Schenectady, New York
Proctors Theatre

October 30, 2023

[Mike Skliar], [Terry O'Brien]

Review by Mike Skliar

So, on October 30, in Schenectady NY, at the old and beautifully restored
Proctors Theatre, here I am, seeing roughly my 80th Bob Dylan concert
(having seen my first in 1978.   I have a history with Schenectady, having
gone to nearby Union College for my undergrad degree back in those very
same late 1970's and early 80's.(In fact my first Bob Dylan concert was, I
now realize, a few weeks after I started at Union). Back to the present, 
I was lucky enough to get great seats (about sixth row center) for this
Halloween-eve concert, and it was a wonderful show. Having seen one "Rough
and Rowdy Ways"-era Dylan concert before (November 2021 at the Beacon
theater here in NYC) I knew what to generally expect- eight or nine "Rough
and Rowdy Ways" songs interspersed with some late 60's/early 70's
'country-rock Bob', a smattering of other things, and possibly one
‘surprise’ cover. (The night before, lucky Montreal got a terrific Leonard
Cohen song ‘Dance me to the end of love'). As some reading this have
already heard, our 'urprise' song was a forceful and fun cover of the
Grateful Dead's 'Truckin'. That ended up being one of several surprises.  
The first thing that hit me as the lights went down is how Bob is center
stage, at a baby grand piano, and really dominating the sound with some
impressive piano playing. The two guitarists were mostly playing acoustic
guitar, and Bob’s rhythmic and filigreed piano chops were, many times,
effectively driving the band from the inside out. Many of the “Rough and
Rowdy Ways” songs had different arrangements from the record and from that
2021 show I saw.   Bob also leaned into some really creative and at times
comic phrasing, drawing out pauses in the title lines of ‘most likely you
go your way… (long pause)… and I'll go mine'. (This worked well also on
'serve somebody).  The arrangement of I contain multidues is different,
somehow more ‘pop’ but still worked well. There was also a noticeably
different arrangement in “My own version of you”. Its less skeletal and
spooky as the original, and feels more like a bluesy 'things have changed'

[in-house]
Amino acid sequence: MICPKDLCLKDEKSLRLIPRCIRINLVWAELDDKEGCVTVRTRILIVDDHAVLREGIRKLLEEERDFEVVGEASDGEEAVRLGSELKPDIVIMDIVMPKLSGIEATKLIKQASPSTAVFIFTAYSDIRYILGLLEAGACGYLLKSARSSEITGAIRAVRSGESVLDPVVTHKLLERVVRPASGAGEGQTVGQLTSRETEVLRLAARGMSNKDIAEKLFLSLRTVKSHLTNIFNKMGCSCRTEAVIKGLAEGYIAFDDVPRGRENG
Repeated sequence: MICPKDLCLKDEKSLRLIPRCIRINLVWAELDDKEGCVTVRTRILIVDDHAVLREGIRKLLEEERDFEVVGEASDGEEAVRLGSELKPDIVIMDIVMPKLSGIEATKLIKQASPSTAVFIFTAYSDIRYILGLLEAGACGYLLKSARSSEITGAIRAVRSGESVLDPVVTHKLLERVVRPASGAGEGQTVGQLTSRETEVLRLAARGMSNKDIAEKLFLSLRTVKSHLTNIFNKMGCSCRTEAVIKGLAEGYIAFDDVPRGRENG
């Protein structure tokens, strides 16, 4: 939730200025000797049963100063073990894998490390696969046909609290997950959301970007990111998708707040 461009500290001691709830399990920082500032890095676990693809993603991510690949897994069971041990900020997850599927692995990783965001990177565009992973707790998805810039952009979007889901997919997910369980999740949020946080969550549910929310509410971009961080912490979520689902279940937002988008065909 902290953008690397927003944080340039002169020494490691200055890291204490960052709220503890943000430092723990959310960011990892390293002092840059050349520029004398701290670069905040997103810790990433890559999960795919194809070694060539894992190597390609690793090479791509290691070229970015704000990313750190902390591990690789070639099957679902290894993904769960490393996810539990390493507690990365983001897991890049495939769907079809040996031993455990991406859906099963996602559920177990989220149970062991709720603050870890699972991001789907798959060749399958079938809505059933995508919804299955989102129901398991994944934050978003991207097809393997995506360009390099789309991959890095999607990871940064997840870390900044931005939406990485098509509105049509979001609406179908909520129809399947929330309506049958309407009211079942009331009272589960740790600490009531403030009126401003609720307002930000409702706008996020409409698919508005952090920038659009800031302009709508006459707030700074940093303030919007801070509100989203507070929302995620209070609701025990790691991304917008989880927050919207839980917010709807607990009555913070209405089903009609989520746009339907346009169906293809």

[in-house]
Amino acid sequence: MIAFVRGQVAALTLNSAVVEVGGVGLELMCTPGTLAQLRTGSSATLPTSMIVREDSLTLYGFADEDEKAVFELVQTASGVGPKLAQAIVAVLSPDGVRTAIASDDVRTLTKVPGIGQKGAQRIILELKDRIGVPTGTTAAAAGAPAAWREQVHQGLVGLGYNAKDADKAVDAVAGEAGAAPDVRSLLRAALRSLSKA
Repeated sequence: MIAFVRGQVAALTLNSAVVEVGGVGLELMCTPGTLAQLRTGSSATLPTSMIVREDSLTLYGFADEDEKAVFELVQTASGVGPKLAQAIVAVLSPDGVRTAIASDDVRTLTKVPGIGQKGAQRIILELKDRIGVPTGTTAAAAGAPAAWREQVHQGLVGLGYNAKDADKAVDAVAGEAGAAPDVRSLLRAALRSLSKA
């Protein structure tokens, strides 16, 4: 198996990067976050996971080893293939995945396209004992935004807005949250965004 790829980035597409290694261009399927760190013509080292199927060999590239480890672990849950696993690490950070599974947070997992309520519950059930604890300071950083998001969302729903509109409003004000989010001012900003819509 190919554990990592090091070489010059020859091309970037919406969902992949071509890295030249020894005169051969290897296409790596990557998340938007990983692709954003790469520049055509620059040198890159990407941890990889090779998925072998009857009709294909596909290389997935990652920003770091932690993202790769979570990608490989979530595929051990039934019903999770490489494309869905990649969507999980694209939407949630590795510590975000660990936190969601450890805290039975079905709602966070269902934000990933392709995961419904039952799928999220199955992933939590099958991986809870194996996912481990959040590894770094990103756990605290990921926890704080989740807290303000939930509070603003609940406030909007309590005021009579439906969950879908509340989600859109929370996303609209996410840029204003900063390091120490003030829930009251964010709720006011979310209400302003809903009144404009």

kind of thing, but it still works well, and Bob worked up a nice head of
steam doing his vocal phrasing atop the band's quiet blues chording. 
“Rubicon” has a very slow blues drama to it that I like better then the
record, and “Black Rider’ has not only all the original spookiness, but a
neat little echo effect in some lines that was perfect. Most of the older
songs were in similar arrangements to last year, but I think they’ve
evolved and sounded even better.  Many have that quiet solo piano and
vocal beginning, followed by a quicker-time trot and lively and rhythmic
piano.  The only song all evening that didn’t grab my full attention was
‘Key West”- the arrangement was ok, but I’m just not a fan of the song-
its got lots of great lines but somehow the whole is less then the sum of
its parts for me, (which I know is a minority opinion). And now to
“Truckin”. Its interesting, that fast tempo requires the singer to start
each vocal phrase right on time, to get in those long lines of lyrics that
are almost proto-rap. Yet Bob started most of the lines just a fraction of
a second late, and it had that 'is it going to come apart at the seams’
feeling, yet just about every time, he got it across just in time.  It was
funny, in its own way, just a bit out of control, but still within bounds.
There was a totally satisfying ending when he came to the famous line
‘What a long strange trip it’s been’ where he confidently phrased it right
in the pocket and let the line roar, to the delight of the crowd. I might
have heard a quick little rewrite of the line 'living on reds, vitamin C
and cocaine' to ‘vitamin D’ (all the rage at being prescribed these days,
in fact)  but who knows. It was great fun, and a fine contrast to the more
dramatic and heavy other material.  The show ended with a thoughtful and
poignant 'Every grain of Sand', though without any harmonica solo as he
has been sometimes doing.  All in all, a very strong and well played show,
and I’m glad I was able to make the trip with some friends. One strange
note, apparently the restuaruants , stores and almost everything else in
downtown Schenectady is closed every Sunday and Monday. (I get Sunday, but
Monday?) The next day, Tuesday, I went to my old college campus which I
hadn’t been to in many years and it looked great. Happy to report that Bob
was in great form as well, even tho he’s also getting up there in years.


Review by Terry O'Brien

Tonight's show was a stunner from start to finish. Bob and his band were
all business, playing the tightest set [I've seen yet] at a Dylan show. A
big part of the reason, I believe, is newcomer Jerry Pentecost. The
drummer laid down grooves that refused to let the songs meander or get
side tracked. Kudos to the rest of the band for delivering what is
obviously a well thought-out approach to Bob's music. It was a night of
blues, slow meditations and up-tempo shuffles. The Dead's Truckin'
absolutely blew the roof off the place as did False Prophet earlier in the
set, with the clever use of dynamics keeping the audience seemingly laser
focused and engaged. This band can go from a straight-out roar to pin drop
quiet in one bar.

Can't say enough about the strength and clarity of Bob's voice. The mix
team deserves the credit for allowing the audience to experience just what
an incredible singer he can be given the right circumstances. At 82, he
defies all expectations. Who else can you say that about? If he's coming
to your town, don't miss this opportunity.


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